This year, it is especially important for advocates to make their needs known because the state has upwards of two billion dollars in surplus revenue that they will have to decide how to spend during the 2022 session. During session, GCDD will provide email and social media alerts that include additional information about what community members might want to advocate for regarding the budget process, as well as dates and times of important committee meetings.

Learn the Lingo! As the session kicks off, get familiar with these phrases and words to understand how the legislation that matters to you moves across the General Assembly and how it’s affected: Crossover Day, Sine Die, Appropriations, Appropriations, Rainy Day Fund, Surplus Revenue

GCDD's Legislative Priorities

Each year, during the summer, GCDD’s Public Policy Team works to develop its legislative priorities for the upcoming session. This year, the team focused on solidifying its policy vision as well as our specific policy priorities for the 2022 session. Our vision for policy in Georgia continues to be “Disability in ALL policy.” As many of you might remember, GCDD introduced a legislative agenda that focused on “Disability in ALL policy” for the first time during Georgia’s 2020 legislative session.

READ GCDD'S PUBLIC VISION HEREOur idea for this type of policy vision is to ensure that people with I/DD and their families are considered in all areas of legislation. Over the past two sessions, since “Disability in ALL policy” was created, we have worked to include the considerations of people with I/DD and their families in legislation ranging from voting rights to education to elevator maintenance. As a result, the voices of the disability community are being represented in new areas of policy, and our goal is to ensure that the disability community is represented across ALL areas of policy.

To be most effective in our advocacy, GCDD will lead on two to three priority areas each session, while also supporting our partner organizations in their efforts. This past summer, the Public Policy Team at GCDD sought public input on these priority areas and asked our partner organizations to submit policy areas in which they would like our support during the session. A survey was created to best reflect the priority areas of our new five-year plan and was disseminated broadly. We heard from over 300 people, and developed GCDD’s 2022 Policy Agenda based on public input, and in support of GCDD’s Five Year Strategic Plan.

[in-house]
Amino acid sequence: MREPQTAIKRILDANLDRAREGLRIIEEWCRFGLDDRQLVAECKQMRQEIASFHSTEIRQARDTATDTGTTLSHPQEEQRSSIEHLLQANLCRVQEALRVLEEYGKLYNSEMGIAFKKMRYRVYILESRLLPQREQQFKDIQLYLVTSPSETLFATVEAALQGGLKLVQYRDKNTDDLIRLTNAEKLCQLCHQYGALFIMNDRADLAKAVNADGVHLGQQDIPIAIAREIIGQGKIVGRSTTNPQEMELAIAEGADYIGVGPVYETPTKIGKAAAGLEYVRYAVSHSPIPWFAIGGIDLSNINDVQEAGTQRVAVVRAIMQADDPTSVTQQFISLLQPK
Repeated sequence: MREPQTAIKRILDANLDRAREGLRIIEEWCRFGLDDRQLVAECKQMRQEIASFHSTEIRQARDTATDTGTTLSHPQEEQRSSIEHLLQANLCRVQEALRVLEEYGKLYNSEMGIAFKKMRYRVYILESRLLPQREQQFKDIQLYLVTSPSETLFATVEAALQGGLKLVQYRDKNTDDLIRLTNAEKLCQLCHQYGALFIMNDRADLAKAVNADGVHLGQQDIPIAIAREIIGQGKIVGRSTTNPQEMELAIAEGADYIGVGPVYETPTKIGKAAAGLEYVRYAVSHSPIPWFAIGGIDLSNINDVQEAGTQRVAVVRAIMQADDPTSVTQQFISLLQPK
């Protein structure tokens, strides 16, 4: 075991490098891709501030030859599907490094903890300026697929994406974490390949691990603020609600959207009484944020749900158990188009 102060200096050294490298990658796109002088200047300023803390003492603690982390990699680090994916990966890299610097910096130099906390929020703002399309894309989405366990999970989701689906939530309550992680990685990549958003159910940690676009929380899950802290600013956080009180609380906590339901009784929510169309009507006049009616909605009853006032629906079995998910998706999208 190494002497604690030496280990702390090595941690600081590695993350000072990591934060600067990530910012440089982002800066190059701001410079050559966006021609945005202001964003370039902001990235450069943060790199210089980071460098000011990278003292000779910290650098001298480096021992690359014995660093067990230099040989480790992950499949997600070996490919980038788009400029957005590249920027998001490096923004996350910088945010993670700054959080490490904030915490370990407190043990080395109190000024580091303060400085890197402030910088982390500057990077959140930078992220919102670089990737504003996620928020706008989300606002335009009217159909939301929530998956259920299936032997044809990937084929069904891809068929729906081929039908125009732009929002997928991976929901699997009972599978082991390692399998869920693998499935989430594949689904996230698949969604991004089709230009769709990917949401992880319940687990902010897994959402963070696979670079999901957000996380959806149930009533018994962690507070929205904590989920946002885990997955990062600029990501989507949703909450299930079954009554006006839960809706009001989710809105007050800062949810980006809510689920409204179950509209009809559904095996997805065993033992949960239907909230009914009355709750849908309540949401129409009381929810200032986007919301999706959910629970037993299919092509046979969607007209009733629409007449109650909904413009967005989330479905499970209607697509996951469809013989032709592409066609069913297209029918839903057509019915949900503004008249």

The Council’s three policy priorities for 2022 include:

1 Addressing the direct support professional (DSP) workforce shortage and crisis through increased funding for higher DSP wages.

Direct support professionals are integral to ensuring that people with I/DD can lead meaningful lives, fully included in their communities. Unfortunately, DSPs are drastically underpaid for the work that they do, which is one of the main contributors to the workforce shortage and crisis.

These issues have been extensively studied during Georgia’s 2018 House Study Committee on the Workforce Shortage and Crisis in Home and Community Based Settings, as well as in GCDD’s 2019 white paper “The Direct Support Professional Workforce Crisis: Challenges, State Approaches, and Opportunities for Georgia,” written by Dr. Carol Britton Laws. Based on the information already known to us, we believe that the state should invest its resources to increase provider rates with a direct passthrough for an increase in DSP wages.

2  Reducing the waitlist for NOW/COMP Waivers through increased funding.

This year, like last year, the DBHDD has asked for 100 new waiver slots in the upcoming budget. We are glad to see a request for additional slots but remain concerned that these low requests will do little to address the over 7,000 person (and growing) waiting list.